Associated with beauty and making a good impression, the concept of bella figura lives on in Italian culture. Everybody is subject to judgement by the “social eye”, which is not always unproblematic.
Early morning in Milano. In an almost empty café an older man stands by the bar drinking his espresso. He talks vividly with the barista, almost stereotypically making big gestures with his hands. The barista tiredly nods along whilst taking out clean cups from the small dishwasher. My italian is not good enough to understand his every word, but I catch one thing which he constantly repeats: someone has made brutta figura. This is the opposite of the Italian concept of bella figura, which roughly translates to “keeping up appearances” or “making a good impression”. The phenomenon is often described with a focus on physical appearances, but identifies so much more in Italian culture.
In Europe’s fashion capital Milan, our conventional concept of beauty is easily found. The presence of design and art is seen at every corner of the city. Inside the Catholic University of the Sacred Heart, students carry expensive designer bags and wear stylish coats. However, for Italian economy student Francesca Sisto bella figura is about more than just beauty. “It’s about making a good impression to people you meet. You want your first impression to be good. It’s not just about the way you look, but also about the way you behave and act in order to leave a good impression”, she says.
Kamin Mohammadi is the author of the book Bella Figura: How to Live, Love and Eat the Italian Way. She describes her take on the cultural phenomenon being “so much about beauty. Beauty as such an almost revered thing. How I write about it in my book might not be the traditional way of looking at it, but for me it’s about embracing the beauty and seeking it out in every aspect of your life.”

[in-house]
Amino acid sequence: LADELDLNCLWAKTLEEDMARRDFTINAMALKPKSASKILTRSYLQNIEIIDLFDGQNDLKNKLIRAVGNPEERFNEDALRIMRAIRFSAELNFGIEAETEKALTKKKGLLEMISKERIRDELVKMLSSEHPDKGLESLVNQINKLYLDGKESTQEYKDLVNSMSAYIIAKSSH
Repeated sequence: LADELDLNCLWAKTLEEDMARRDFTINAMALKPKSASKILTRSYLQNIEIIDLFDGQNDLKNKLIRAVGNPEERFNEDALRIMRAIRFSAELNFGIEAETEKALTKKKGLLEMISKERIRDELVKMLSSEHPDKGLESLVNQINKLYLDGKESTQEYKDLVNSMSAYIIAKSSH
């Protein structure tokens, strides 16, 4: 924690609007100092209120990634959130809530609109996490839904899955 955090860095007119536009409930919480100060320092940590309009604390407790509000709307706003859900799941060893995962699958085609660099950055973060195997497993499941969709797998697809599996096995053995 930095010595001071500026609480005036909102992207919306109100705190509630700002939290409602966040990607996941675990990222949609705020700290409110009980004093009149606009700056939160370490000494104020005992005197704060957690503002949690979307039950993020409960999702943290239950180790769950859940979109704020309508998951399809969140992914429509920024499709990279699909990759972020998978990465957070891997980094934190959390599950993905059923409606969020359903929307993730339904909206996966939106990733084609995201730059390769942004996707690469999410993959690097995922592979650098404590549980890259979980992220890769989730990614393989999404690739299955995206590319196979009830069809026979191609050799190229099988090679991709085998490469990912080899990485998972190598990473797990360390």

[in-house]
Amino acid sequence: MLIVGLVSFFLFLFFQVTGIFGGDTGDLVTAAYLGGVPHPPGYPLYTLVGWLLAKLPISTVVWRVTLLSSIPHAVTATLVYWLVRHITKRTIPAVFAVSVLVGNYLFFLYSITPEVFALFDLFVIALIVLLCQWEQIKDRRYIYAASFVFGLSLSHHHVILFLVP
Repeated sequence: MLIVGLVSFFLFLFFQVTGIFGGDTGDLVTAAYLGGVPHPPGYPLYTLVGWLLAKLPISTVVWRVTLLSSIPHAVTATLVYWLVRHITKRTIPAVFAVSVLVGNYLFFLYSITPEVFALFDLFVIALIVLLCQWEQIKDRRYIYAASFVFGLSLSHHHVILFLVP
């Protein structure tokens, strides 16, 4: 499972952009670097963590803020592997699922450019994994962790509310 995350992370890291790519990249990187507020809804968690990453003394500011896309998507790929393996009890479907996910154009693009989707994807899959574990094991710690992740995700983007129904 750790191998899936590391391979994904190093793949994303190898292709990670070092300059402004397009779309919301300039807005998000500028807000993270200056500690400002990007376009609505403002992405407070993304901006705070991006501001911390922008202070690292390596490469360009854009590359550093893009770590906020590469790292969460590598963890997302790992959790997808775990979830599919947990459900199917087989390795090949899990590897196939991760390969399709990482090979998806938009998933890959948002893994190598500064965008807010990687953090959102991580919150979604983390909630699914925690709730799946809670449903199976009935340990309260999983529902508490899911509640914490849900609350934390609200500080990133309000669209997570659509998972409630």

The Italian way?
Francesca Sisto argues that bella figura is very present in Italy, and unique to the country. “It’s a cultural thing your family passes onto you. One of the most common things mothers tell their children is ‘Non farmi fare brutta figura!’, which means ‘Don’t make me a bad impression’. Behave in a proper way and be good”, she explains.
Kamin Mohammadi agrees that it’s about showing your best face to the world, but that almost all cultures have different versions of it. “I’m Iranian and we definitely have a lot of that in my culture as well, although we don’t have a word for it as such. It’s not really unusual”, she says.
The power to repress
“Italians that have read my book say that the bella figura is not all positive and about beauty, but that it can also be something very negative”, Kamin Mohammadi explains. The idea that you always have to put on your best face can be repressive to many Italians.
Women can be a larger target to the repression, dictating both appearance and behavior. This is a big problem in modern Italian culture according to the author. “You literally cannot see a woman on television, even if she’s a journalist, a politician or a very serious thinker, who is not completely redone. Who isn’t trying to conform to a dictated way of being”, Kamin Mohammadi says. If you don’t make a typical bella figura, you might be subject to alienation in Italian culture.
Francesca Sisto also points out differences within Italy, between the north and the south. “In the south you feel it more than in the north. You have smaller cities where everybody knows each other and each other’s family, so people are more concerned about showing a bella figura”, she says.
Individualist and conformist
Bella figura can inhibit a culture of high individualism, something which we often find in other corners of Europe. “Northern European or Anglo-Saxon culture is often times all about me, me, me, which is really great in some aspects, however, I can see that we sometimes go a little bit too far in that. Italy is a funny case as it is very individualistic but also extremely conformist. Italians can go ‘haha’ and not pay taxes, but also look at you like you’re crazy if you take off your winter coat before the 1st of May. They’re a curious mixture”, she says.